Three Ingredients To Achieving a Friction-Free Event
Perhaps one of the most unexpected outcomes of the last year of unexpected outcomes is the fact that virtual event platforms have become a huge point of discussion.
But I’m going to say this: forget about the platform. At least, to start with.
That might be an unexpected statement from someone with an events platform to promote, but I say it with good reason. The technology is not, and will never be, the great panacea. You will not find the answer to all of your problems at the bottom of a digital tool.
I’m going to recommend a wholly different approach: think about the delegate experience first, before anything else. Ask yourself this: how do you want your delegate to walk away feeling, after the event? What do you want your delegate to say about the event to his or her peers?
Think about how you are going to orchestrate the event in order to help the delegates to navigate the experience, friction-free. Because the potential for distraction is huge.
There are three ingredients to achieving a friction-free event: Thematic, dramatic, and fun.
As I’ve already mentioned – technology cannot solve your problems. What engages people at an event is the content. Content needs to be rewarding, and it needs to have value. All that you need your event platform to do is to be able to make that content sing.
By focusing on the user experience, things will be made much clearer. In particular, are there ways to create thematic content? Can you tailor your content to attendees, and run sessions that are as specific as possible?
When it comes to the format of your event, challenge yourself. Deconstruct the average nine to five event and consider new ways of using time. It is also very difficult to instantly move 300 people to another part of the event when they are attending physically. But with a virtual event you can guide that number of people almost instantly, at the push of a button.
Consider how you can create a thematic structure to your event by using separate rooms in which to provide buckets of content. You can split delegates into thematic groups and direct them to the most relevant content at the right time. By orchestrating the event experience in this way, using content that is consistently beneficial to delegates, you can reward them for arriving and then reward them again for staying.
But signposting needs to come to the fore. Remember, at a physical event a fortune would have been spent on signage to create a visual narrative of what is happening where. The same approach needs to be taken online.
People engage with online events in a very different way to how they take part in real life events. There may have been certain touchpoints that were a regular feature of your physical events – perhaps you would make a big ceremonial deal of the registration process. But the likelihood is that these features won’t hit the spot anymore.
But you still need to instil your events with drama, to maintain people’s interest. So how do you do it? My answer is to look to TV for your guide, because your virtual event is going to be a lot closer to TV as a medium than to those physical events you once organised.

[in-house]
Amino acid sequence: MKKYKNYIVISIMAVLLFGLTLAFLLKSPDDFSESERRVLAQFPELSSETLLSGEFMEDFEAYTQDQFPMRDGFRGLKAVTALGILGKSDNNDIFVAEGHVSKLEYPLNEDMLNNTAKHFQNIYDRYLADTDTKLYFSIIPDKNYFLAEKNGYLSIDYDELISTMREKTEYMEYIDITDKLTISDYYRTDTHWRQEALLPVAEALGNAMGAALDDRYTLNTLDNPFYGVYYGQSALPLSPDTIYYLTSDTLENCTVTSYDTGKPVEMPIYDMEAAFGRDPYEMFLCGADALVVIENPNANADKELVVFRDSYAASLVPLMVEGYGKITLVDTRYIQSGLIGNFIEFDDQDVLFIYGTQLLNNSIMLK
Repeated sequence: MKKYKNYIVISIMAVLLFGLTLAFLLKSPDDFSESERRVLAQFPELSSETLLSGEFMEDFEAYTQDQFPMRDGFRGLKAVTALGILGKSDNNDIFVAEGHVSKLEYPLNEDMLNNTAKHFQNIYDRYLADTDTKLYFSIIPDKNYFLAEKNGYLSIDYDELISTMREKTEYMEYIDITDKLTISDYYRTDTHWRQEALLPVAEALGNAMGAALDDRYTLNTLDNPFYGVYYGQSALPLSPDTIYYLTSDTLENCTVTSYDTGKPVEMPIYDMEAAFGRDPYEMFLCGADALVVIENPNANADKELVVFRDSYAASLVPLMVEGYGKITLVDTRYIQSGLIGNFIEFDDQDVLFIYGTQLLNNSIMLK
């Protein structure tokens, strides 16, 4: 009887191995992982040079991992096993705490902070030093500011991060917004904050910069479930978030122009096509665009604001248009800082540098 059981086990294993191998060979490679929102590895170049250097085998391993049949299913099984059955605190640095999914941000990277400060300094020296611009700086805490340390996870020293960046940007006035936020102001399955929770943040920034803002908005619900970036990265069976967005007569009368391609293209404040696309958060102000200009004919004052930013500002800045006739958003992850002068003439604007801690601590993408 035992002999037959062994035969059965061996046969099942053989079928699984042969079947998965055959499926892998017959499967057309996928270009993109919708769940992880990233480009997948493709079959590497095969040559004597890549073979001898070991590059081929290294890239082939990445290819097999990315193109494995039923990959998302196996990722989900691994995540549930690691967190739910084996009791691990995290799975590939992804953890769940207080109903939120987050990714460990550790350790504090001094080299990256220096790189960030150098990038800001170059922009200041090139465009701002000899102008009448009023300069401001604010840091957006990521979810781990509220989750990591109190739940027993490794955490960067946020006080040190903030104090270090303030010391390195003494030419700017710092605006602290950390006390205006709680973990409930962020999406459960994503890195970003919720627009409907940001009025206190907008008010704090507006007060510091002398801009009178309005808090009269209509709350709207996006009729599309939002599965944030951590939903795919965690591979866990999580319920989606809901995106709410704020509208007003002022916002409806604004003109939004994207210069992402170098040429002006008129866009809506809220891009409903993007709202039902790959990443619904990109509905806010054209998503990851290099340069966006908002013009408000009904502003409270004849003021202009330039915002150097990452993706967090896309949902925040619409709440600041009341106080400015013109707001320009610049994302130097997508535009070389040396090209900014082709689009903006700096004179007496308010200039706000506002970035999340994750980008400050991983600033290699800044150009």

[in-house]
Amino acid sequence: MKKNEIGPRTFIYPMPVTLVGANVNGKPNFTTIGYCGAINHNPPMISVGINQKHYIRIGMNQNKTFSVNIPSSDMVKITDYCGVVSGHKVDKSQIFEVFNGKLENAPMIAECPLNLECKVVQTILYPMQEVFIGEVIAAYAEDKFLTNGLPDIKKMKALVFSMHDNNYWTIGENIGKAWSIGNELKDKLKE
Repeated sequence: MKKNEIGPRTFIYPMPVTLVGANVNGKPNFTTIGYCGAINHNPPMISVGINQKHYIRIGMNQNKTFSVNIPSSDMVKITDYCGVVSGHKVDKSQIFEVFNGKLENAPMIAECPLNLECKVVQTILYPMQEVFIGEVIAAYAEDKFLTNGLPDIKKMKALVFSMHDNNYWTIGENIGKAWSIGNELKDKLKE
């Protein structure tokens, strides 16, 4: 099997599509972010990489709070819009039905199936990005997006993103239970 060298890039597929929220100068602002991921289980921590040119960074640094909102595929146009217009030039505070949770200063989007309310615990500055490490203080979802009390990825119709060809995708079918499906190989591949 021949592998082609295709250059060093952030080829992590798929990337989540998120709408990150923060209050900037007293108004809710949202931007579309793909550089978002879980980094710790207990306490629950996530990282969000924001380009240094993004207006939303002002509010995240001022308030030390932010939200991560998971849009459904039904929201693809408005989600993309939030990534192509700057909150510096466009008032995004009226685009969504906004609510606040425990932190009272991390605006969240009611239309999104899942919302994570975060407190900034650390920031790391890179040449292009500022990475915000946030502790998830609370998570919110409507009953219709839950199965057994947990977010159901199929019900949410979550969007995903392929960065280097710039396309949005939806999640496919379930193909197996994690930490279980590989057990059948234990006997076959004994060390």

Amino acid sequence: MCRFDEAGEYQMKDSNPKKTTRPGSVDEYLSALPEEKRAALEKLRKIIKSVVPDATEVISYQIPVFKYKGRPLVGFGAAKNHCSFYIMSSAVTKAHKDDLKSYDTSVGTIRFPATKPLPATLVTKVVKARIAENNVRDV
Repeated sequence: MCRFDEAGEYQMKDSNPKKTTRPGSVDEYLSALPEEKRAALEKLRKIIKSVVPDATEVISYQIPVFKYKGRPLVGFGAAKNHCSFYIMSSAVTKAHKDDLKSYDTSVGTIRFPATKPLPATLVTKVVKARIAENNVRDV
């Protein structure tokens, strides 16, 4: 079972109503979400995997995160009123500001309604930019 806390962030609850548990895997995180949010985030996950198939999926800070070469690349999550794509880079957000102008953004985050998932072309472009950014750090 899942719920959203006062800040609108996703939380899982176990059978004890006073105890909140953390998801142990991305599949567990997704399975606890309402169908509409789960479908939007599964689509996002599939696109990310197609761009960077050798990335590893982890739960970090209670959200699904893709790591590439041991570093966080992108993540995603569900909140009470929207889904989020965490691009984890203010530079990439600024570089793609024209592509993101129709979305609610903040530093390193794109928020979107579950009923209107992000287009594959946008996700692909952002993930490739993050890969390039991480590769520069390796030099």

Develop a channel strategy that emulates your favourite TV channel. Think about how TV shows signpost content. Consider the use of teasers and other visual cues of what is coming up, and recap over the content already presented. Bookend presentations with interesting short snippets. Use stings, links and thumbnails to differentiate from other events and trap delegates in your bingeable loop.
These are the tricks that TV uses to create engagement, and they are now your tools to grab your audience’s attention.
No matter how serious your subject matter is, you can still have fun with your content.
Look for ways to break up your content into digestible nuggets. You may have always opened your event with a one hour slot, but as we already know, what works for real life doesn’t necessarily work for virtual. So, chop up that presentation into three sets of 20 minutes and throw in a round of quick-fire questions for each presenter.
You can also bring the fun by providing delegates with engagement and control. Give them the opportunity to curate their own content. Ask them what they want in the morning and give it to them in the afternoon. You could event allow them to completely create their own experience, which can be extremely powerful.
In time you can develop your own style of house content, something which is recognisable and bespoke to your events. This might seem out of reach, but you can do it by taking small steps to take your content forward. And in time you may even find that the style you’ve developed for online bleeds into your hybrid and live events as well, providing a 360 degree identity for your brand.
Virtual events afford you with the opportunity to try these things out to see if they work. Don’t be afraid to experiment - think about what might pique an attendee’s curiosity and then try it. Your platform should be able to do this at no extra cost to you.
My final thought is this: there is no silver bullet. Just as there is no perfect format for holding a real-life event, there is no formula for the perfect virtual event. It is ever-changing. That’s why you need to be able to constantly adapt to the needs and whims of online attendees.
By creating an agile workflow that allows your events to morph freely and respond to ever-changing online attendee needs and requirements, you will give yourself the best chance of events success on 2021 and beyond.
Christopher is the Chief Creative Officer and Co-founder of Totem